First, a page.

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SB Nation NHL Preview: Your 2009-10 Anaheim Ducks

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Hello, BoC readers and visitors! Today begins a 15-day gauntlet of season previews from all across our SBN hockey megaplex. Each day one eastern conference team and one western conference team will be profiled by team bloggers, and since we're sticking with the time-tested tradition of alphabetical order, our Atlanta Thrashers site -- Bird Watchers Anonymous -- and our Anaheim Ducks guy -- yours truly, until Anaheim Calling gets its act together -- get today's inaugural honors. A warning to regular BoC readers: this preview is intended for a wider audience than usual, so be prepared -- for purposes of this post, I'll probably use more traditional language -- "Getzlaf" instead of "Baldy" and "San Jose Sharks" instead of "Chokers up north". Enjoy!


2008-09 Season Recap: The Ducks' season was one of prolonged mediocrity for the first 69 games of the schedule -- through mid-March, seemingly every bit of good luck was countered by an equally bad one. Bobby Ryan was top notch, but Brendan Morrison couldn't get his act together. Jonas Hiller emerged as a top netminder, but J.S. Giguere turned awful. The power play was a deadly weapon, but the penalty kill was a disaster. The Ducks scored 3 goals regularly but typically allowed 4. Through Game 69, the Ducks sat one game above .500 and looked frustratingly out of a playoff spot. Longtime Ducks Chris Kunitz, Sammy Pahlsson, Travis Moen, and Kent Huskins were all shipped out via trade, and the Ducks began retooling for the future.

However, when Anaheim's back was squarely against the wall, the Ducks flipped on a magic "urgency" switch and began winning with regularity -- they ended the season with a whopping 10-2-1 record which was somewhat illusory (the Ducks blew four 3rd period leads in the stretch but won all four in OT/SO) yet effective. With a 2 point margin, the Ducks snagged the 8th playoff spot on the last day of the season, and prepared to meet their doom at the hands of the Presidents' Trophy Chokers up no San Jose Sharks -- a team with plenty to prove in the postseason.

It was, of course, a long-awaited series for this blog, a postseason Battle of California that finally featured modern-day franchises. And of course it was an awesome result -- not every franchise gets the sweet opportunity to end Jeremy Roenick's career. The Ducks upset the Sharks in six games, and even pushed the 2nd-seeded Red Wings to a tight game seven before folding. The Ducks proved one lesson: regular season success does matter; it is really tough to keep winning as an 8th seed, because you're guaranteed a steady dose of top opposition.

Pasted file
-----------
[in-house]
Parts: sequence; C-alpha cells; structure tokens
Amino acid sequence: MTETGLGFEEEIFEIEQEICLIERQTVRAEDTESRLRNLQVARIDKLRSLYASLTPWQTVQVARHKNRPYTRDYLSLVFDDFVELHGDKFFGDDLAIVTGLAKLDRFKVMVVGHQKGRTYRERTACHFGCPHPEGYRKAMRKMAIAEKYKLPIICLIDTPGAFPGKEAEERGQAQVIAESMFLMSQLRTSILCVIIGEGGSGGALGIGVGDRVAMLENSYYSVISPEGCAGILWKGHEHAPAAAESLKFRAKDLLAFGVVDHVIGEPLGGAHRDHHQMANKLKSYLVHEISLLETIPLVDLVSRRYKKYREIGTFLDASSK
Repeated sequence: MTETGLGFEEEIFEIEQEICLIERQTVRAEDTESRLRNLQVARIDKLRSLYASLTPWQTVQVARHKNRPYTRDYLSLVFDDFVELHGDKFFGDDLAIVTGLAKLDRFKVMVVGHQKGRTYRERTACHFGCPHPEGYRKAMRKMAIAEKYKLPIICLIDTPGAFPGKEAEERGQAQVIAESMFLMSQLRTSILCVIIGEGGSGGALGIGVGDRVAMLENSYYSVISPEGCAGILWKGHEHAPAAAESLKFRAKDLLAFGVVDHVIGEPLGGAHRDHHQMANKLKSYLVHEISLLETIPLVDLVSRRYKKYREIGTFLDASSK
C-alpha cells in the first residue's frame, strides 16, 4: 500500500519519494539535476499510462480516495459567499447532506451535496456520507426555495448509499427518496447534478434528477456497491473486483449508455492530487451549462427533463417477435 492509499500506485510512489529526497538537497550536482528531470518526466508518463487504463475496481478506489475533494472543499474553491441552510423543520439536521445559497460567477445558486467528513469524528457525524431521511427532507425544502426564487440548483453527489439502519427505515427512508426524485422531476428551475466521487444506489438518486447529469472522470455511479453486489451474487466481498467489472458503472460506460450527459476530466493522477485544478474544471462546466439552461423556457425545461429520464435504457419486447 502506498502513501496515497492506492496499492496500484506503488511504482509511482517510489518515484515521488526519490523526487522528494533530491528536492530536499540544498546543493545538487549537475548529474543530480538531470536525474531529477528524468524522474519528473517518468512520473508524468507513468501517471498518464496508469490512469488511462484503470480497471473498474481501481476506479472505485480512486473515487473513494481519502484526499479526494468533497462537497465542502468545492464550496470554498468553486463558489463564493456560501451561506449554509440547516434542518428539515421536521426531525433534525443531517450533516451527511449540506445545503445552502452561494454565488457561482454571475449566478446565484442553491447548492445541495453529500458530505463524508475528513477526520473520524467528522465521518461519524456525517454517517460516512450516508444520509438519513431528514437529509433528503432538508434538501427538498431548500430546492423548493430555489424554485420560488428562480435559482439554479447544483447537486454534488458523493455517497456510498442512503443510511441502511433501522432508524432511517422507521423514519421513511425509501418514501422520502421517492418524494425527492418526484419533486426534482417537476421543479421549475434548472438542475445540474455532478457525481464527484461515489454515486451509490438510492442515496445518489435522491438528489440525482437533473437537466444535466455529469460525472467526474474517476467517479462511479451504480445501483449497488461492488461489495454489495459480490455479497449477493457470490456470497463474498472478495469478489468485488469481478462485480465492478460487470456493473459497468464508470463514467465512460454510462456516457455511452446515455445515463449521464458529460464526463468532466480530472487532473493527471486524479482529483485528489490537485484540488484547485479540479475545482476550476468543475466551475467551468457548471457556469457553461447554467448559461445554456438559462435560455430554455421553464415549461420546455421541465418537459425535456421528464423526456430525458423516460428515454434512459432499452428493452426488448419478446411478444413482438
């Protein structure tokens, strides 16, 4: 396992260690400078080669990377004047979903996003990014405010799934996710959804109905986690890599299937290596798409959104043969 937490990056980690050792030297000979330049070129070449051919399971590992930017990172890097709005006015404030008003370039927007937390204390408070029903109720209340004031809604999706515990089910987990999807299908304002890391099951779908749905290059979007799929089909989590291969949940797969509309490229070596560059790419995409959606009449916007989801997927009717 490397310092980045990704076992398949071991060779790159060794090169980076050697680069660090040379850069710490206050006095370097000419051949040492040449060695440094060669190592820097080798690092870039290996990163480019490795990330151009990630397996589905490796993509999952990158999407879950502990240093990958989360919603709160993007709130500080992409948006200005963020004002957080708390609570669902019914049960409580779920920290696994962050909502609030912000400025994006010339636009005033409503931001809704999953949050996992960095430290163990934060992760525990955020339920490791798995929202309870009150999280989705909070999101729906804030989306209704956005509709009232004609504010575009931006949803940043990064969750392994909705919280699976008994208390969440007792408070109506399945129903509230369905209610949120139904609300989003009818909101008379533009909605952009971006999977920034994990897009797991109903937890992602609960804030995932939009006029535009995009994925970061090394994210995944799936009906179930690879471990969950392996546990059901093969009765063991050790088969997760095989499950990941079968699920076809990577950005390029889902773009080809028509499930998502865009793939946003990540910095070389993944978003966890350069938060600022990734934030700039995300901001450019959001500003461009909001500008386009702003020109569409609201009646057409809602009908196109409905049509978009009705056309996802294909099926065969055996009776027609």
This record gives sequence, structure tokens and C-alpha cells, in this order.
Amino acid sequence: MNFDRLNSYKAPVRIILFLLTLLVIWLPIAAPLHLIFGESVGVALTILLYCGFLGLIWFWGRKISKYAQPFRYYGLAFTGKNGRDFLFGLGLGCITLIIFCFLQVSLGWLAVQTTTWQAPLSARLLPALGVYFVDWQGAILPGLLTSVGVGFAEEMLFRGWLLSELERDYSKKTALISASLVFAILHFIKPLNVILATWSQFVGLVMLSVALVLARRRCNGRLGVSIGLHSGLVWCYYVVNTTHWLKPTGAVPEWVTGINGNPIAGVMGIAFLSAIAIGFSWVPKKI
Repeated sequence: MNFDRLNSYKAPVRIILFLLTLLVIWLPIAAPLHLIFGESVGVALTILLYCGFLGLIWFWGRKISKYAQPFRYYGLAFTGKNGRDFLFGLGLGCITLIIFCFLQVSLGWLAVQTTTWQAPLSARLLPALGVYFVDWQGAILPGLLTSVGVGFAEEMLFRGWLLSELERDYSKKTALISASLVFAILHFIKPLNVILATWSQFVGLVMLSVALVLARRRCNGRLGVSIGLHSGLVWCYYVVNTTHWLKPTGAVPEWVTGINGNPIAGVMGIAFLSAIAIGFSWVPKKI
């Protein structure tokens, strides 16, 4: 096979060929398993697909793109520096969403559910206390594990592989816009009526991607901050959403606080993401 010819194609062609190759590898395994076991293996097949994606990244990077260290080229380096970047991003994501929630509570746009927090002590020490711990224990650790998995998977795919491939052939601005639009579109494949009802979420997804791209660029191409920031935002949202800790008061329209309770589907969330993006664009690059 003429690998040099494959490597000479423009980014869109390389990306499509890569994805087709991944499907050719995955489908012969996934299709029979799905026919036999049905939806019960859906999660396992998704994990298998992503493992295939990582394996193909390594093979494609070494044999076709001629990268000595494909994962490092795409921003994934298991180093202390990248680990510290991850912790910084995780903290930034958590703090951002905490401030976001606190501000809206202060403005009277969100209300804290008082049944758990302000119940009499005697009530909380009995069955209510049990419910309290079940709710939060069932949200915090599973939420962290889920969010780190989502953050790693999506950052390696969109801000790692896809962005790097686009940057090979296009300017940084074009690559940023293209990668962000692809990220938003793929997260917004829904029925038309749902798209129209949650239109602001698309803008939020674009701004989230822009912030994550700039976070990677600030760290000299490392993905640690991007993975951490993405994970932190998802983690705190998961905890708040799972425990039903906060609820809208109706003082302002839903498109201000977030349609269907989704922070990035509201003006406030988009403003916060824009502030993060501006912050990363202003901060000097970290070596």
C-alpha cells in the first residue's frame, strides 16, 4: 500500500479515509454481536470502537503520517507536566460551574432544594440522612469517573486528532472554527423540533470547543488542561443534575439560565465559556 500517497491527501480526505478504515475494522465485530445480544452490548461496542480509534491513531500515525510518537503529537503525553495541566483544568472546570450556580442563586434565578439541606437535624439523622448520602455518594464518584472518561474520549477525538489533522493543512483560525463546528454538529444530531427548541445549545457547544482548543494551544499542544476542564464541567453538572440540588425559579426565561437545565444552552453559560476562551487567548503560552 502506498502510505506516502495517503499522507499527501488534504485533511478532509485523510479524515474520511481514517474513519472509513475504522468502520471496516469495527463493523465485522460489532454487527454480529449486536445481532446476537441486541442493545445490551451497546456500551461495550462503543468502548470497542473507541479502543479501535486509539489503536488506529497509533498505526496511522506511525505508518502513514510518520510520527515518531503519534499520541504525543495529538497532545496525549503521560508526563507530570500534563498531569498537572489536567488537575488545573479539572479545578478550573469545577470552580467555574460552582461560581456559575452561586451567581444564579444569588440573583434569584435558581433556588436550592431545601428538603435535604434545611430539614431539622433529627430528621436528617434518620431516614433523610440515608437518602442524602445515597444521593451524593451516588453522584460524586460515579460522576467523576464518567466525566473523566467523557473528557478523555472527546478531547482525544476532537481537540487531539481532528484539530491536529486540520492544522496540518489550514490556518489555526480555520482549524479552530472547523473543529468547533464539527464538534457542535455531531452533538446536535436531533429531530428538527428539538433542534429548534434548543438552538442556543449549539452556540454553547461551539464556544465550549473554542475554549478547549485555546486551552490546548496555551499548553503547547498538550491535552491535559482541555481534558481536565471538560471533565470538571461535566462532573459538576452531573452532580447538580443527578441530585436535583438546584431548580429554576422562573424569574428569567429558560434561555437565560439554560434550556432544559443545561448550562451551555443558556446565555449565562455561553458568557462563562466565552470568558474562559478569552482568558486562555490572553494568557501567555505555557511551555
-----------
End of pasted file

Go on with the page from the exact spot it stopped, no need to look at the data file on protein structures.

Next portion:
The 2008-09 season was also the closing chapter for a couple notable eras in Anaheim -- longtime general manager Brian Burke, after spending all the money he could in Anaheim, left the Ducks in November to take a higher-spending position in Toronto, leaving Bob Murray at the helm. Also, it became the final season for Chris Pronger in Anaheim; three years after his acquisition, the Ducks traded the opposition-despised defenseman to the Flyers, which seems fitting -- in Philadelphia, a substandard moral code is usually rewarded by a hearty pat on the back.

In fact, now that the dust has settled from all the offseason activity, the Ducks have only eight players left from their Stanley Cup team two summers ago -- Giguere, S. Niedermayer, Selanne, Marchant, Getzlaf, Perry, Carter, and Parros. It's certainly a lot of roster turnover, but it also reflects the salary cap realities of a mid-market team with success; Burke built an expiring roster structure that left his successor with plenty of flexibility -- one aspect I really respect him for. And while many former Ducks have turned their cup success into valuable paydays elsewhere, GM Murray has filled out the roster with affordable talent that can hopefully keep the Ducks playoff-bound while readjusting the franchise to its proper mid-market spending budget.

Who's In: Saku Koivu (C, UFA-MTL), Joffrey Lupul (RW, trade-PHI), Luca Sbisa (D, trade-PHI), Nick Boynton (D, UFA-FLA), Evgeny Artyukhin (RW, trade-TBL), Steve Eminger (D, UFA-FLA), Steve McCarthy (D, UFA-KHL), Justin Pogge (G, trade-TOR)

Who's Out: Chris Pronger (D, trade-PHI), Francois Beauchemin (D, UFA-TOR), Drew Miller (LW, trade-TBL), Bret Hedican (D, retirement), Rob Niedermayer (RW, UFA)